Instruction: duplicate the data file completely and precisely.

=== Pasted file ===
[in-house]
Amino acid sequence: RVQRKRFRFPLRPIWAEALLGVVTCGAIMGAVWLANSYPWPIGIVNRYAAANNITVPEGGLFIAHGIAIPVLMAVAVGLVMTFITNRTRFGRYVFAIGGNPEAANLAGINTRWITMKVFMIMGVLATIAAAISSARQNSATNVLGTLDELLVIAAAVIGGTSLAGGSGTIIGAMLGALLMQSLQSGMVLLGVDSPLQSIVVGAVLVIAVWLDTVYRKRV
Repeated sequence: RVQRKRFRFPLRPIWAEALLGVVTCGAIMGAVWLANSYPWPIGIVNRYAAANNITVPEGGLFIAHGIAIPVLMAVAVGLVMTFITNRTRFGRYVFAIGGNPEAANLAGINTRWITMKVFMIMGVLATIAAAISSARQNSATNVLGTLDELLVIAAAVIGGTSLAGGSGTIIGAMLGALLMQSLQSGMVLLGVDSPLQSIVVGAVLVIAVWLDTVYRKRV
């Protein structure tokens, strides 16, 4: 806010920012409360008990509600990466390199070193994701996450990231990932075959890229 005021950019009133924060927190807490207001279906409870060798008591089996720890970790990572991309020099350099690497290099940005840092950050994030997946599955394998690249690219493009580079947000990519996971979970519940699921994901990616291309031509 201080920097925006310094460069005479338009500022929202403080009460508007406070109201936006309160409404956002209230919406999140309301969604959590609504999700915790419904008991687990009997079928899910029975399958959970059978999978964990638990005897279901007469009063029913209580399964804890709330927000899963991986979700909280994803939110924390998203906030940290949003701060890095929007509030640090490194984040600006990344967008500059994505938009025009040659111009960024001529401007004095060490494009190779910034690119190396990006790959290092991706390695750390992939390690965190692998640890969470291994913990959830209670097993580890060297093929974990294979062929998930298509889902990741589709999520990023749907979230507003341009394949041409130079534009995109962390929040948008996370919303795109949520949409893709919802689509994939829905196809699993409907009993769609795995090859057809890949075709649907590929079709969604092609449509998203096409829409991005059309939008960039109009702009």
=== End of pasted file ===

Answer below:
[in-house]
Amino acid sequence: RVQRKRFRFPLRPIWAEALLGVVTCGAIMGAVWLANSYPWPIGIVNRYAAANNITVPEGGLFIAHGIAIPVLMAVAVGLVMTFITNRTRFGRYVFAIGGNPEAANLAGINTRWITMKVFMIMGVLATIAAAISSARQNSATNVLGTLDELLVIAAAVIGGTSLAGGSGTIIGAMLGALLMQSLQSGMVLLGVDSPLQSIVVGAVLVIAVWLDTVYRKRV
Repeated sequence: RVQRKRFRFPLRPIWAEALLGVVTCGAIMGAVWLANSYPWPIGIVNRYAAANNITVPEGGLFIAHGIAIPVLMAVAVGLVMTFITNRTRFGRYVFAIGGNPEAANLAGINTRWITMKVFMIMGVLATIAAAISSARQNSATNVLGTLDELLVIAAAVIGGTSLAGGSGTIIGAMLGALLMQSLQSGMVLLGVDSPLQSIVVGAVLVIAVWLDTVYRKRV
């Protein structure tokens, strides 16, 4: 806010920012409360008990509600990466390199070193994701996450990231990932075959890229 005021950019009133924060927190807490207001279906409870060798008591089996720890970790990572991309020099350099690497290099940005840092950050994030997946599955394998690249690219493009580079947000990519996971979970519940699921994901990616291309031509 201080920097925006310094460069005479338009500022929202403080009460508007406070109201936006309160409404956002209230919406999140309301969604959590609504999700915790419904008991687990009997079928899910029975399958959970059978999978964990638990005897279901007469009063029913209580399964804890709330927000899963991986979700909280994803939110924390998203906030940290949003701060890095929007509030640090490194984040600006990344967008500059994505938009025009040659111009960024001529401007004095060490494009190779910034690119190396990006790959290092991706390695750390992939390690965190692998640890969470291994913990959830209670097993580890060297093929974990294979062929998930298509889902990741589709999520990023749907979230507003341009394949041409130079534009995109962390929040948008996370919303795109949520949409893709919802689509994939829905196809699993409907009993769609795995090859057809890949075709649907590929079709969604092609449509998203096409829409991005059309939008960039109009702009």